U2 and UB40 - dooles on the bag of schoolboy
After nearly 30 years Philip Cairns' school bag is both a fascinating and a sad object.
Like a portal to the past, it is the only tangible physical clue that detectives have in the heartbreaking case.
Through the plastic cover protecting it from contamination, the bag will be instantly recognisable to anyone who was a schoolboy in Dublin in the 1980s. Made of canvas, they were generally bought in army surplus or camping shops.
Most lads of the time had one, and often wrote band names or their own names on them to make them unique so they would not be mistaken for someone else's bag.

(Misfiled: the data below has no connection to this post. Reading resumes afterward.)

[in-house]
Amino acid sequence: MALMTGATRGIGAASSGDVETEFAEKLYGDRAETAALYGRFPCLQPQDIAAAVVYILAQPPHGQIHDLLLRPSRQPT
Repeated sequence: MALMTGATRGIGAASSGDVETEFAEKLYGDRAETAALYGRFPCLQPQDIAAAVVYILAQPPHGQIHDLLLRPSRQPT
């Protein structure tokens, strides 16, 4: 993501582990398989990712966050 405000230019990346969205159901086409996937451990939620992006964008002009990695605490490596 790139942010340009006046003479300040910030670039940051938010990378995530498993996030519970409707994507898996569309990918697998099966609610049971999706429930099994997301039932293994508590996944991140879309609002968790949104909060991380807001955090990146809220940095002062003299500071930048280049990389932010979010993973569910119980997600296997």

Philip's was no different. Battered and frayed, it had probably served him through his national school days in Ballyroan Boys School.
Even three decades later his first name can faintly be seen written in black marker on the back of the bag in a style that replicates the logo of the band Def Leppard, who were enjoying huge success at the time.
A tiny U2 logo can also be seen very faintly drawn on the front in black biro, while a less artistic UB40 can barely be seen - written in red.
Apart from that, the bag is dotted with the marks of leaked biros, and meaningless doodles that colour-in squares of stitching where the strap buckles attach to it.
As a schoolbag it is standard of the time, but as an item of evidence it takes on a whole new meaning. For the Cairns family it represents the last physical link to Philip, but they can't hug it close or touch it - it has to stay locked away in a garda safe.